Three months after a new French constitution was approved, Charles de Gaulle is elected the first president of the Fifth Republic by a sweeping majority of French voters. The previous June, France’s World War II hero was called out of retirement to lead the country when a military and civilian revolt in Algeria threatened France’s stability.
A veteran of World War I, de Gaulle unsuccessfully petitioned his country to modernize its armed forces in the years before the outbreak of World War II. After French Premier Henri Pétain signed an armistice with Nazi Germany in June 1940, de Gaulle fled to London, where he organized the Free French forces and rallied French colonies to the Allied cause. His forces fought successfully in North Africa, and in June 1944 he was named head of the French government in exile.
On August 26, following the Allied invasion of France, de Gaulle entered Paris in triumph. In November, he was unanimously elected provisional president of France. He resigned two years later, however, claiming he lacked sufficient governing power. In 1947, he formed a new political party that had only moderate electoral success, and in 1953 he left politics.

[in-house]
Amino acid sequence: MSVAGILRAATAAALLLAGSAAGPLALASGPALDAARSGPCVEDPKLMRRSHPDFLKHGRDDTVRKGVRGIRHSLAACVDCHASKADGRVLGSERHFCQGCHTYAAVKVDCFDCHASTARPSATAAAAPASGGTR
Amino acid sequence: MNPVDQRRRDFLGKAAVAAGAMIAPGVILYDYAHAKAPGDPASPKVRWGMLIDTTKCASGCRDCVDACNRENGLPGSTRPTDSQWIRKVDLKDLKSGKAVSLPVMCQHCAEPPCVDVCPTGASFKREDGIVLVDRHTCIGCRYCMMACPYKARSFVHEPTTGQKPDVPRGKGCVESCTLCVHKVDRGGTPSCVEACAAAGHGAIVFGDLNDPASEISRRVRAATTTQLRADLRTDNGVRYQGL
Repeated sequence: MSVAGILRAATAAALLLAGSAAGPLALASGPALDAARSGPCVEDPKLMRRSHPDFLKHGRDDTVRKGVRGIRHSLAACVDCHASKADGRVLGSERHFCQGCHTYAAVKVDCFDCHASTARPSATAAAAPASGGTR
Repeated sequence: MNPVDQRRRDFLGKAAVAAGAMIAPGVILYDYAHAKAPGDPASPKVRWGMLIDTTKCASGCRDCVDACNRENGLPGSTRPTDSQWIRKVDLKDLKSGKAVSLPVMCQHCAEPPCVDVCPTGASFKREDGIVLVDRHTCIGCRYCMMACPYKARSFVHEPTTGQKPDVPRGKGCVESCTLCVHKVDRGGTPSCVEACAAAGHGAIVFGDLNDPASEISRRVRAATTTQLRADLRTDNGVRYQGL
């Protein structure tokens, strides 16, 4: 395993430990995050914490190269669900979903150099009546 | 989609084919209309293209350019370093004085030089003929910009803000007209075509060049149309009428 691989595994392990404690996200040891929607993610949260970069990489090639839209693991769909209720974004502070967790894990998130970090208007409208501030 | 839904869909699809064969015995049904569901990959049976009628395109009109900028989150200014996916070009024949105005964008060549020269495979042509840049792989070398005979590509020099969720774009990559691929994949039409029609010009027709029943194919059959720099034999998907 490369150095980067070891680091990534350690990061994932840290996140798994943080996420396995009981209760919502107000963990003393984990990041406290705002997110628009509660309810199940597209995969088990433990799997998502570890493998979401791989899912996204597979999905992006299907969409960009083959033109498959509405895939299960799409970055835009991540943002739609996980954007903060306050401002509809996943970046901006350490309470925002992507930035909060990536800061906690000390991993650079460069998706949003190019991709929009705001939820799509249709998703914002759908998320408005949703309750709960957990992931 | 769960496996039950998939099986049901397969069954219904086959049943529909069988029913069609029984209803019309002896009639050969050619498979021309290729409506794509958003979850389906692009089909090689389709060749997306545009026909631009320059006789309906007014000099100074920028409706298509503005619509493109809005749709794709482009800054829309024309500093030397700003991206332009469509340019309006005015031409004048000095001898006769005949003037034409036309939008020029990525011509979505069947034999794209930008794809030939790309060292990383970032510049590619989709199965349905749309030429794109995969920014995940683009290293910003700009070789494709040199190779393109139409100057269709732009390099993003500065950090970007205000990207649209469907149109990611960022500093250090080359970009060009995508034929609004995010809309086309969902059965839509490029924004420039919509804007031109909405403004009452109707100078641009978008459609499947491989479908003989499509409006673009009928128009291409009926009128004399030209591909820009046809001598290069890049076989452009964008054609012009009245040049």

In 1958, however, a revolt by French colonists in Algeria led to a severe political crisis in France, and de Gaulle agreed to head a new emergency government. Considered the only leader of sufficient strength and stature to deal with the perilous situation, he was made the virtual dictator of France, with power to rule by decree for six months. A new constitution of his design was approved in a national referendum in September, and on December 21 he was elected president of the Fifth Republic.
During the next decade, President de Gaulle granted independence to Algeria and attempted to restore France to its former international stature by withdrawing from the U.S.-dominated NATO alliance and promoting the development of French atomic weapons. Student demonstrations and workers’ strikes in 1968 eroded his popular support, and in 1969 his proposals for constitutional reform were defeated in a national vote. On April 28, 1969, Charles de Gaulle, at 79 years old, retired permanently. He died the following year.